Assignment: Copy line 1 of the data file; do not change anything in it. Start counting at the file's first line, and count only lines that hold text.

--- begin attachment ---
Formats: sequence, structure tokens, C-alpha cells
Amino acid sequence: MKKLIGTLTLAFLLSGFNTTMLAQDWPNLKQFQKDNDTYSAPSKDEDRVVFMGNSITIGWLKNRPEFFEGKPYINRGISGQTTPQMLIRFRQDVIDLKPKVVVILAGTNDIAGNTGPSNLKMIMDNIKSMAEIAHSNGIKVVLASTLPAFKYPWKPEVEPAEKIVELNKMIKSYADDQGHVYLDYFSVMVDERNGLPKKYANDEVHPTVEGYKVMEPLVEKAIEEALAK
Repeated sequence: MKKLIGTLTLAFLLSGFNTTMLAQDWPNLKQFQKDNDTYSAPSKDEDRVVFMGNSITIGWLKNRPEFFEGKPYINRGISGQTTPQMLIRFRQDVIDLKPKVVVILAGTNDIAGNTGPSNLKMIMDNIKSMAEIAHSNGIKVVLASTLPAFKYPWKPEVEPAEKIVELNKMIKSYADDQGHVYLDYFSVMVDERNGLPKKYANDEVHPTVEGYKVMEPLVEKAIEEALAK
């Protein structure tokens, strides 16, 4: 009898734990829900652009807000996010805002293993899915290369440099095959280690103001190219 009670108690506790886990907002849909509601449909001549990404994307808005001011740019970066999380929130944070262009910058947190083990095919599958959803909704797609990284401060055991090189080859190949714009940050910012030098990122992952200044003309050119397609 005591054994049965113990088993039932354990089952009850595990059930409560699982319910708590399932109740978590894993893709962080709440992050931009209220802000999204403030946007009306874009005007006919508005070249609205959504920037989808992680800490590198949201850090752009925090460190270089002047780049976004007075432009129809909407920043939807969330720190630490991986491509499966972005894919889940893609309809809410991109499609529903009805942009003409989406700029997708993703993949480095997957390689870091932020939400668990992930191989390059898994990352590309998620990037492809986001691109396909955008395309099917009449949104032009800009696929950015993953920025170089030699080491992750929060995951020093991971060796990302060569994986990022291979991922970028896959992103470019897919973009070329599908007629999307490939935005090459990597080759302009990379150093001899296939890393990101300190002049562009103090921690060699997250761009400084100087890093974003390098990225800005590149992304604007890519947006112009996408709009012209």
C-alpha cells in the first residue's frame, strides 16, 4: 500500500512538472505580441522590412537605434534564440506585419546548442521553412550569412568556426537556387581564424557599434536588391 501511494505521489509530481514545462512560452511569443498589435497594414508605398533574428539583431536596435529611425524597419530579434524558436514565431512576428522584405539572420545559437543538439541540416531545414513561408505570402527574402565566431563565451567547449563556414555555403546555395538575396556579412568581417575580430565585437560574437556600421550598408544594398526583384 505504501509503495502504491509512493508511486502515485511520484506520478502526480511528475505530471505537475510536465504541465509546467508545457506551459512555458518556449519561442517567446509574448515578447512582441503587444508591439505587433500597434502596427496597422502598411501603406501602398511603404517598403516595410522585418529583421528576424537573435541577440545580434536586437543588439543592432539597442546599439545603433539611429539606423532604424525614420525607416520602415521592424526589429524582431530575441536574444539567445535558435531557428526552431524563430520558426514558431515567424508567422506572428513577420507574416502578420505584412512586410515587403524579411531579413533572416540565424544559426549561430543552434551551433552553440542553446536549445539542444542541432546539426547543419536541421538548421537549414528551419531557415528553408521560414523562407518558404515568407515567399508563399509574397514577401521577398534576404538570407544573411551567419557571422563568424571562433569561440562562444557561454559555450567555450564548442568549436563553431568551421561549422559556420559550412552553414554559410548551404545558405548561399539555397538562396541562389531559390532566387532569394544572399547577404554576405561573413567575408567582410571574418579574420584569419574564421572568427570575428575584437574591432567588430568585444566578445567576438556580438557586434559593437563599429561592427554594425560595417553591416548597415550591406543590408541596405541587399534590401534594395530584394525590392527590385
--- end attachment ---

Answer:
Formats: sequence, structure tokens, C-alpha cells